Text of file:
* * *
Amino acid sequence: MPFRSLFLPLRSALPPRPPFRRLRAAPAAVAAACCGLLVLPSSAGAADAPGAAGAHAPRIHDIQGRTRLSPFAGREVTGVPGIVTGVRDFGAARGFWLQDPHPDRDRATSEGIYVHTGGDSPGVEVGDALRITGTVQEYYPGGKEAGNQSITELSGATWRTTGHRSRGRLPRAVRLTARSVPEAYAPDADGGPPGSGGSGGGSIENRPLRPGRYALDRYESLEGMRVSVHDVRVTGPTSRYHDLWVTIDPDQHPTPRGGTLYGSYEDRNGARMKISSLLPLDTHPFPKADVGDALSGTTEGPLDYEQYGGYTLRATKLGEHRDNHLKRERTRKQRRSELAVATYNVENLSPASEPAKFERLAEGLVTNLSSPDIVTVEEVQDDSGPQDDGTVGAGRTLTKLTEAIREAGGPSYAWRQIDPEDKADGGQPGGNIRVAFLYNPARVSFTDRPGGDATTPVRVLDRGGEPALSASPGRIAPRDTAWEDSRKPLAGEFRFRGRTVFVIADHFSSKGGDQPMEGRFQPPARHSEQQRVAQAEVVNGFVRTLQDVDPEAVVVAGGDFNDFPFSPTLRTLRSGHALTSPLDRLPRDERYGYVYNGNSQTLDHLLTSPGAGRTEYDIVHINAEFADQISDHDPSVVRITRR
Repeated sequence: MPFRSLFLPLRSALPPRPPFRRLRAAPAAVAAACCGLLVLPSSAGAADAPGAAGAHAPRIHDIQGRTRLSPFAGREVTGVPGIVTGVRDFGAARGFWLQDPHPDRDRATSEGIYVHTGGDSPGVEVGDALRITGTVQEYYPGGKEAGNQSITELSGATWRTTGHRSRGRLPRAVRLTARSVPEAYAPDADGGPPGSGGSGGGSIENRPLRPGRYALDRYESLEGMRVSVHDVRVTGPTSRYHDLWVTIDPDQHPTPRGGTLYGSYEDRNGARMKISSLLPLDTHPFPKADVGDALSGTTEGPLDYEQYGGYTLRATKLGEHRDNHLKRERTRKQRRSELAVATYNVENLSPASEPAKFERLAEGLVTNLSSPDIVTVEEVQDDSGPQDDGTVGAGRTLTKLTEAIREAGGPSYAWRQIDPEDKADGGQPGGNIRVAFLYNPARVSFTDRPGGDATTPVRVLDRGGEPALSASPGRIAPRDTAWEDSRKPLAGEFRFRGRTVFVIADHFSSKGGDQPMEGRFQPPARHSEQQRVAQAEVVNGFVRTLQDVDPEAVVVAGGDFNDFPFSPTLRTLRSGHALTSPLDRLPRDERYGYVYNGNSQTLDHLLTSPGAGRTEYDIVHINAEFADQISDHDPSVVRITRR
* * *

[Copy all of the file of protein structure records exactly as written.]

Amino acid sequence: MPFRSLFLPLRSALPPRPPFRRLRAAPAAVAAACCGLLVLPSSAGAADAPGAAGAHAPRIHDIQGRTRLSPFAGREVTGVPGIVTGVRDFGAARGFWLQDPHPDRDRATSEGIYVHTGGDSPGVEVGDALRITGTVQEYYPGGKEAGNQSITELSGATWRTTGHRSRGRLPRAVRLTARSVPEAYAPDADGGPPGSGGSGGGSIENRPLRPGRYALDRYESLEGMRVSVHDVRVTGPTSRYHDLWVTIDPDQHPTPRGGTLYGSYEDRNGARMKISSLLPLDTHPFPKADVGDALSGTTEGPLDYEQYGGYTLRATKLGEHRDNHLKRERTRKQRRSELAVATYNVENLSPASEPAKFERLAEGLVTNLSSPDIVTVEEVQDDSGPQDDGTVGAGRTLTKLTEAIREAGGPSYAWRQIDPEDKADGGQPGGNIRVAFLYNPARVSFTDRPGGDATTPVRVLDRGGEPALSASPGRIAPRDTAWEDSRKPLAGEFRFRGRTVFVIADHFSSKGGDQPMEGRFQPPARHSEQQRVAQAEVVNGFVRTLQDVDPEAVVVAGGDFNDFPFSPTLRTLRSGHALTSPLDRLPRDERYGYVYNGNSQTLDHLLTSPGAGRTEYDIVHINAEFADQISDHDPSVVRITRR
Repeated sequence: MPFRSLFLPLRSALPPRPPFRRLRAAPAAVAAACCGLLVLPSSAGAADAPGAAGAHAPRIHDIQGRTRLSPFAGREVTGVPGIVTGVRDFGAARGFWLQDPHPDRDRATSEGIYVHTGGDSPGVEVGDALRITGTVQEYYPGGKEAGNQSITELSGATWRTTGHRSRGRLPRAVRLTARSVPEAYAPDADGGPPGSGGSGGGSIENRPLRPGRYALDRYESLEGMRVSVHDVRVTGPTSRYHDLWVTIDPDQHPTPRGGTLYGSYEDRNGARMKISSLLPLDTHPFPKADVGDALSGTTEGPLDYEQYGGYTLRATKLGEHRDNHLKRERTRKQRRSELAVATYNVENLSPASEPAKFERLAEGLVTNLSSPDIVTVEEVQDDSGPQDDGTVGAGRTLTKLTEAIREAGGPSYAWRQIDPEDKADGGQPGGNIRVAFLYNPARVSFTDRPGGDATTPVRVLDRGGEPALSASPGRIAPRDTAWEDSRKPLAGEFRFRGRTVFVIADHFSSKGGDQPMEGRFQPPARHSEQQRVAQAEVVNGFVRTLQDVDPEAVVVAGGDFNDFPFSPTLRTLRSGHALTSPLDRLPRDERYGYVYNGNSQTLDHLLTSPGAGRTEYDIVHINAEFADQISDHDPSVVRITRR